You are on page 1of 16

NON-CONVECTIVE SOLAR POND AS A

THERMAL ENERGY SOURCE

ENGR. P.O. BABALOLA


B.Eng, M.Sc., MNSE, COREN
E-mail:phillgail@yahoo.com

DEPARTMENT OF MECHANICAL ENGINEERING


COLLEGE OF SCIENCE AND TECHNOLOGY
COVENANT UNIVERSITY
OTA
TABLE OF CONTENTS

ABSTRACT
NOMENCLATURE

CHAPTER ONE: INTRODUCTION


1.1 Introduction
1.2 World Energy
1.3 Solar Energy Utilisation
1.4 Selected Local Radiation

CHAPTER TWO: NON-CONVECTIVE SOLAR POND


2.1 Why solar Pond
2.2 A Global Trend
2.3 Technology of Solar Pond
2.3.1 Lining Materials
2.3.2 Filling of the Pond
2.3.3 Thermal Energy in the Pond

CHAPTER THREE: APPLICATIONS

REFERENCES
ABSTRACT

Non-convective solar pond is a potential large surface area solar collector device. It
has additional advantage of long term storage capacity.

It is a shallow body of water of about a meter deep containing dissolved salts to


generate a stable density gradient (fresh water on top and denser salt at the bottom).
Part of the incident solar radiation entering the pond is absorbed leading to
temperatures near 100 0C without convection due to the density gradient.

The hot salt water can be used to drive turbine and electric generator with the use of
suitable fluids, provision of process hot water for industrial and commercial purposes,
space heating, air conditioning and hot water needs of community or individual
apartment.
NOMENCLATURE

α thermal diffusivity

k thermal conductivity

ρ density

Cp specific heat capacity

m mass flow rate

U overall heat transfer coefficient

A total heat transfer surface in contact with a fluid

q source of thermal energy

t time

UCZ upper convective zone

NCZ non convective zone

LCZ lower convective zone

T temperature

∆ TLM logarithmic mean temperature difference

Z depth of the pond

HS surface insolation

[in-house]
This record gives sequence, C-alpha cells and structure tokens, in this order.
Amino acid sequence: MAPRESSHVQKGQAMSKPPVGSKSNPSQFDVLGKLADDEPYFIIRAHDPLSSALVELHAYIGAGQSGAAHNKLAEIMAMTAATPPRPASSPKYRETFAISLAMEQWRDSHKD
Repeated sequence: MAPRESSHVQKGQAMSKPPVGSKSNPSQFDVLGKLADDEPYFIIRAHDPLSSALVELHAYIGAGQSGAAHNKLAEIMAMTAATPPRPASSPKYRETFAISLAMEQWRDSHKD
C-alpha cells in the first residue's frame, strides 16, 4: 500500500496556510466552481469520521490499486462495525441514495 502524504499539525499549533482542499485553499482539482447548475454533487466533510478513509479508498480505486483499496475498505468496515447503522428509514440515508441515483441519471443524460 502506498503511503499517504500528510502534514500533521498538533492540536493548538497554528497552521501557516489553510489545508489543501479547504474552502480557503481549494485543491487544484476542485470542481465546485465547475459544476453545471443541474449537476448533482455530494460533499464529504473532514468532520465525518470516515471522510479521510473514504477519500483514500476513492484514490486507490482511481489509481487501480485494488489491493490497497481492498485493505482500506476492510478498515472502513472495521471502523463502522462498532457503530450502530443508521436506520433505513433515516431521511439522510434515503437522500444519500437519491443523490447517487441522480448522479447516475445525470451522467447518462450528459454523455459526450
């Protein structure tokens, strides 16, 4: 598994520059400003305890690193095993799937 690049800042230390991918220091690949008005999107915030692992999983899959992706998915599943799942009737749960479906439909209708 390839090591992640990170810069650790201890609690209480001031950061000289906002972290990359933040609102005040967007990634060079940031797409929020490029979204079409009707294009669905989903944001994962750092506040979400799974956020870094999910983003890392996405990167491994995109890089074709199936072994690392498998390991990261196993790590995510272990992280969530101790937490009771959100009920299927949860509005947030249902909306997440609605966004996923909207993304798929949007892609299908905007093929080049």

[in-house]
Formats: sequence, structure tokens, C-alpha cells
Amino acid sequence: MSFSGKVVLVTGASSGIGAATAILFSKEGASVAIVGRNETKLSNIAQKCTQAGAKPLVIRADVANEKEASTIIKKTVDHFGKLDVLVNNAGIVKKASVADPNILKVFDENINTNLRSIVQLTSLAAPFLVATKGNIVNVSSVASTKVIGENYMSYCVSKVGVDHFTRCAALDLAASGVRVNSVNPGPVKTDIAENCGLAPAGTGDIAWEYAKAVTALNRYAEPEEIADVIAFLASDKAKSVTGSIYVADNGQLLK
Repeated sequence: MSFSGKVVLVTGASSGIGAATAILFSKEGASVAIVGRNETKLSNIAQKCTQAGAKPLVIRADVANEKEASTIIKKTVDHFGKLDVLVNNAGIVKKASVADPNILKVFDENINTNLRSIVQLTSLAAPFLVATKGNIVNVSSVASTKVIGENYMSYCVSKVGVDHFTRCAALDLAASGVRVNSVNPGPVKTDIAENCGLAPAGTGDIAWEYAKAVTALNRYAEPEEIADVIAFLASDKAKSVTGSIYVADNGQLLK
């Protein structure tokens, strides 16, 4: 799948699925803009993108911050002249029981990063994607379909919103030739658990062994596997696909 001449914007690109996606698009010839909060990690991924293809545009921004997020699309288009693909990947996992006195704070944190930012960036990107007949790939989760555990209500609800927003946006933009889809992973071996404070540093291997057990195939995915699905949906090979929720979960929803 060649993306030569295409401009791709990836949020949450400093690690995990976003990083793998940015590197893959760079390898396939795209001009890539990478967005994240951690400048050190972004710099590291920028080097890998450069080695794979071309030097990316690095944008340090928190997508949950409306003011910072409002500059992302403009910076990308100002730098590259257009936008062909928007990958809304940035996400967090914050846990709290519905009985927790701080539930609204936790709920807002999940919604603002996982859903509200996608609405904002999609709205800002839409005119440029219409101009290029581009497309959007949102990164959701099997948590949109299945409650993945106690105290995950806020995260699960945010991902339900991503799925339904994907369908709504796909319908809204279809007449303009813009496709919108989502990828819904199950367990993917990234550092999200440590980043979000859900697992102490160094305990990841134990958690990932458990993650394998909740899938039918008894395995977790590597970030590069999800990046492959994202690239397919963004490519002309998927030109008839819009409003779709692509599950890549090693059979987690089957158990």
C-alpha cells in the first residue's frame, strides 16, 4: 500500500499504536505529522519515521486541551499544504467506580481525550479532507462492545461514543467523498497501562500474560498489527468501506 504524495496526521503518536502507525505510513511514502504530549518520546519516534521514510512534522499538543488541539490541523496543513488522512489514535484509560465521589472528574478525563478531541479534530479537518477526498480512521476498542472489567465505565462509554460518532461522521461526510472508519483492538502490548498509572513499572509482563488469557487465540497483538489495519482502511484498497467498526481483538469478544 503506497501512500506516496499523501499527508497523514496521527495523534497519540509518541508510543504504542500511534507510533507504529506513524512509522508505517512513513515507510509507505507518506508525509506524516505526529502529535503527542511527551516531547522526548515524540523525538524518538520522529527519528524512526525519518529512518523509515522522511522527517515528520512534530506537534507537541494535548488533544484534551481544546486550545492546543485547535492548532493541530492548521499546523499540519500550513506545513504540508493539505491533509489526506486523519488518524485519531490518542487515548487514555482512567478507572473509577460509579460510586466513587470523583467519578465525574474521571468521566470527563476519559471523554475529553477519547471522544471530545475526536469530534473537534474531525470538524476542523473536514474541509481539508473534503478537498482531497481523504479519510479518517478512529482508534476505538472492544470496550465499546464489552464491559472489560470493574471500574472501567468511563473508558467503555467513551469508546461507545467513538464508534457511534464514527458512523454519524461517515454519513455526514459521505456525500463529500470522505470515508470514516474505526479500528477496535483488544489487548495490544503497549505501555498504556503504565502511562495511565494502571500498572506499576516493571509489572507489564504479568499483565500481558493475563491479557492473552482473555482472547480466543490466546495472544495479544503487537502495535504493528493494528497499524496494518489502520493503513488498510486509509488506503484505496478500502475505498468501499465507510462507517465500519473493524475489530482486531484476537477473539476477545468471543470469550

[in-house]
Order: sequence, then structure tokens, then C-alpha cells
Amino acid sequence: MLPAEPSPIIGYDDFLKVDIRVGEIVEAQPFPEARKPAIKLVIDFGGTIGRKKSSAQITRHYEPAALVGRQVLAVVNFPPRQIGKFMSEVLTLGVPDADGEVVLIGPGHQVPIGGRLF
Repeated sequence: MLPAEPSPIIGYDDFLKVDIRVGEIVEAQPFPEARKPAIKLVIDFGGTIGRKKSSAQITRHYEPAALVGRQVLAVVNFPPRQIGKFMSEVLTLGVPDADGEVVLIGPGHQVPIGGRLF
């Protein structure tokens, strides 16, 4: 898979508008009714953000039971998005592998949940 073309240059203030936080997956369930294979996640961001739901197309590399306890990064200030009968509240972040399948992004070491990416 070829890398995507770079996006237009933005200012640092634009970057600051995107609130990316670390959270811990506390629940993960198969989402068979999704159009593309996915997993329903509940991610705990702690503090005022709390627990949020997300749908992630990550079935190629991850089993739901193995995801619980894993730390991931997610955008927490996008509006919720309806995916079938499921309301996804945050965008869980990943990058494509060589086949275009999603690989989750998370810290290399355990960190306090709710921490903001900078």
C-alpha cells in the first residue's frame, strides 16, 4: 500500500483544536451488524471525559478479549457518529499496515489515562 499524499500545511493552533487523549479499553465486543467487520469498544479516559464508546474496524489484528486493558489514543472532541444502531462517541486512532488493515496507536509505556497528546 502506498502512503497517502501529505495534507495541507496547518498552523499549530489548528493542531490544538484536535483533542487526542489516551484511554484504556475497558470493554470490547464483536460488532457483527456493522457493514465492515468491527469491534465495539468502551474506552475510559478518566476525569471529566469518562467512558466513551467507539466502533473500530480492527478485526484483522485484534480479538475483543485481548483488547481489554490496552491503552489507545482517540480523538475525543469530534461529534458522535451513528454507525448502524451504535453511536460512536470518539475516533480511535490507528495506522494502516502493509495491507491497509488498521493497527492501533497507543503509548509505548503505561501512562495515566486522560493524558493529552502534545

E ratio of radiation penetrating the water surface

i angle of incident radiation (solar zenith angle)

r angle of refracted radiation

η efficiency

Conversion factors

1.0 W/m2 = 0.317 Btu/hr – ft

1.0 Langley (Ly) = 1.0 Cal. / cm2

= 11.63 W-hr/m2

1.0 Ly/min 698.0 W/m2


CHAPTER 1

1.0 INTRODUCTION

1.1 WORLD ENERGY

Many sources of raw energy have been variously proposed or used for the generation
of power. Only in few sources-fossil fuels, nuclear fission and elevated water-are
dominant today.

A more complete list of sources of would include fossil fuels (coal, petroleum, natural
gas); nuclear (fission and fusion); wood and vegetation, elevated-water supply, solar;
winds; tides; waves; geothermal; muscles (human, animal); industrial; agricultural;
and domestic wastes; atmospheric electricity; oceanic thermal gradient; oceanic
currents.

These sources are superseded by fossil fuels due to the suitability of the thermal
sources for practical stationary and transportation power plants. Features of
acceptability include reliability, flexibility, portability, size, bulk, efficiency,
maintenance and costs. Unfortunately, the world reservoir of fossil fuel will not be
forever. It was reported that it will be exhausted around 2020(1). With the harmful
effect to our ecosystem, coupled with the persistent energy crisis, it is necessary to
look for alternatives like solar energy in this part of the world. Solar energy is
renewable, pollution free, communitarian, conservable, decentralizable, adaptable and